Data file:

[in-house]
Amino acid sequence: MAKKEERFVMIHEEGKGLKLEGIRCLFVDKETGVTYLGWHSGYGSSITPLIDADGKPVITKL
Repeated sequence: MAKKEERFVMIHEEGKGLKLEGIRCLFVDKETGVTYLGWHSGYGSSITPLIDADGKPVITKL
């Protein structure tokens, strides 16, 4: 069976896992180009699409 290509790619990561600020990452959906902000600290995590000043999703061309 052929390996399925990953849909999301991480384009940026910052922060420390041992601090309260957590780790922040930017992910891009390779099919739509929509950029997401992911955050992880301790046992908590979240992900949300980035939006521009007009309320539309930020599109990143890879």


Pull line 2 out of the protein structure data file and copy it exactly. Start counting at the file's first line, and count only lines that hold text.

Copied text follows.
Amino acid sequence: MAKKEERFVMIHEEGKGLKLEGIRCLFVDKETGVTYLGWHSGYGSSITPLIDADGKPVITKL